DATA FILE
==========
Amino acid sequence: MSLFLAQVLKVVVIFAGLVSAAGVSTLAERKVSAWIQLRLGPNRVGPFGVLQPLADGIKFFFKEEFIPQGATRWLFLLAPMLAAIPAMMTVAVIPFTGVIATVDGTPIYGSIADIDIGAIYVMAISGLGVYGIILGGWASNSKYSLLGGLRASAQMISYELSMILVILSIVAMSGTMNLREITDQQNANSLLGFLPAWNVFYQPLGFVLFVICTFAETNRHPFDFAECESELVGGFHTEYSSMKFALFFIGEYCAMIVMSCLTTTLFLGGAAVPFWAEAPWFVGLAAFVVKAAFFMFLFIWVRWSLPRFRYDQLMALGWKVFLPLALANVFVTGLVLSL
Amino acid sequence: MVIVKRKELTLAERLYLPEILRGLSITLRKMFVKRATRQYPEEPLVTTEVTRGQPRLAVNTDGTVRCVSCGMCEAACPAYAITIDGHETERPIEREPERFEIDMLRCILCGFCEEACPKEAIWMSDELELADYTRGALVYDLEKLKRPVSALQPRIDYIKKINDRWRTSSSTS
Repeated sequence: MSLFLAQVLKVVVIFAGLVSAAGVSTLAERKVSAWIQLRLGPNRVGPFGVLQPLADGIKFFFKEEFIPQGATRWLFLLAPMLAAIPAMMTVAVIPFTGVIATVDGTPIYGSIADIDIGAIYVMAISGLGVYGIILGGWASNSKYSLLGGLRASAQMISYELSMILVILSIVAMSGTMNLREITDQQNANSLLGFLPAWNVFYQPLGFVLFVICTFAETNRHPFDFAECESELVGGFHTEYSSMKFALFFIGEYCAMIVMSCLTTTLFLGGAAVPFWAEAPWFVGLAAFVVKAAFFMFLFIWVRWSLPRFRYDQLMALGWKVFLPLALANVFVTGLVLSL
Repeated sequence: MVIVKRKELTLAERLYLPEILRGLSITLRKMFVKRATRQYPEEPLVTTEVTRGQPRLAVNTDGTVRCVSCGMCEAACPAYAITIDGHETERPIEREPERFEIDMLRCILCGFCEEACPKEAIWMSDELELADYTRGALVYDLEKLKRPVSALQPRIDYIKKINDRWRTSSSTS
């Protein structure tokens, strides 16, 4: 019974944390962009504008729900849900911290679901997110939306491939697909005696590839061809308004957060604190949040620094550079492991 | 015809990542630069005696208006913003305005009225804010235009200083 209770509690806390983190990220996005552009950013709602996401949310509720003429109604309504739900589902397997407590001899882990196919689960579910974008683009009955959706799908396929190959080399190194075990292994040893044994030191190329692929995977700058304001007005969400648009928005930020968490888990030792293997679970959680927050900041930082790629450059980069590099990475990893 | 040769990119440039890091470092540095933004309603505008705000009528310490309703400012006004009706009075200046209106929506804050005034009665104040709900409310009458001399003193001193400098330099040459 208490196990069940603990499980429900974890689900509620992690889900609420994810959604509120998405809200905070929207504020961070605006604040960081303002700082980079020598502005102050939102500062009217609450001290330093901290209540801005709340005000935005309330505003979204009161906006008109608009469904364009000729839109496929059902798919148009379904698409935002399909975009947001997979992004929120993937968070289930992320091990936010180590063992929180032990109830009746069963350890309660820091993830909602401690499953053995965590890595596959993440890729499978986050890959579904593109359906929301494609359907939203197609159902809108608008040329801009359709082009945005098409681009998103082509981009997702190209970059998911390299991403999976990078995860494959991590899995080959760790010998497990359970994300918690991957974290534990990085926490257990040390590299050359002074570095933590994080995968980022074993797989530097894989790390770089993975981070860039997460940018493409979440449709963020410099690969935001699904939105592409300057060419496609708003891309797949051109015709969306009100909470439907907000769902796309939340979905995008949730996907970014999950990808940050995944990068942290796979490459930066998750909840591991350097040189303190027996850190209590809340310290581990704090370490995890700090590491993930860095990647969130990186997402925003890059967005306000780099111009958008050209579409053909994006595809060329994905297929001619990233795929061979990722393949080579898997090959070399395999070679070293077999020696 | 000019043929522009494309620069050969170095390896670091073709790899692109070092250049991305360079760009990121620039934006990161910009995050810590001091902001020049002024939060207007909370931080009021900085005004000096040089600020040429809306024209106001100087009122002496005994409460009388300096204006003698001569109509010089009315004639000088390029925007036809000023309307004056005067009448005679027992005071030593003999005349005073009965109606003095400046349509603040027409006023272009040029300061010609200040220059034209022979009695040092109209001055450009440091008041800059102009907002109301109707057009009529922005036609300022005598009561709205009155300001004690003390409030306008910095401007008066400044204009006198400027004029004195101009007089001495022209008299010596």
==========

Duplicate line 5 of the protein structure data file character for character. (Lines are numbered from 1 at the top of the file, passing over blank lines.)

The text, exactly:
């Protein structure tokens, strides 16, 4: 019974944390962009504008729900849900911290679901997110939306491939697909005696590839061809308004957060604190949040620094550079492991 | 015809990542630069005696208006913003305005009225804010235009200083 209770509690806390983190990220996005552009950013709602996401949310509720003429109604309504739900589902397997407590001899882990196919689960579910974008683009009955959706799908396929190959080399190194075990292994040893044994030191190329692929995977700058304001007005969400648009928005930020968490888990030792293997679970959680927050900041930082790629450059980069590099990475990893 | 040769990119440039890091470092540095933004309603505008705000009528310490309703400012006004009706009075200046209106929506804050005034009665104040709900409310009458001399003193001193400098330099040459 208490196990069940603990499980429900974890689900509620992690889900609420994810959604509120998405809200905070929207504020961070605006604040960081303002700082980079020598502005102050939102500062009217609450001290330093901290209540801005709340005000935005309330505003979204009161906006008109608009469904364009000729839109496929059902798919148009379904698409935002399909975009947001997979992004929120993937968070289930992320091990936010180590063992929180032990109830009746069963350890309660820091993830909602401690499953053995965590890595596959993440890729499978986050890959579904593109359906929301494609359907939203197609159902809108608008040329801009359709082009945005098409681009998103082509981009997702190209970059998911390299991403999976990078995860494959991590899995080959760790010998497990359970994300918690991957974290534990990085926490257990040390590299050359002074570095933590994080995968980022074993797989530097894989790390770089993975981070860039997460940018493409979440449709963020410099690969935001699904939105592409300057060419496609708003891309797949051109015709969306009100909470439907907000769902796309939340979905995008949730996907970014999950990808940050995944990068942290796979490459930066998750909840591991350097040189303190027996850190209590809340310290581990704090370490995890700090590491993930860095990647969130990186997402925003890059967005306000780099111009958008050209579409053909994006595809060329994905297929001619990233795929061979990722393949080579898997090959070399395999070679070293077999020696 | 000019043929522009494309620069050969170095390896670091073709790899692109070092250049991305360079760009990121620039934006990161910009995050810590001091902001020049002024939060207007909370931080009021900085005004000096040089600020040429809306024209106001100087009122002496005994409460009388300096204006003698001569109509010089009315004639000088390029925007036809000023309307004056005067009448005679027992005071030593003999005349005073009965109606003095400046349509603040027409006023272009040029300061010609200040220059034209022979009695040092109209001055450009440091008041800059102009907002109301109707057009009529922005036609300022005598009561709205009155300001004690003390409030306008910095401007008066400044204009006198400027004029004195101009007089001495022209008299010596």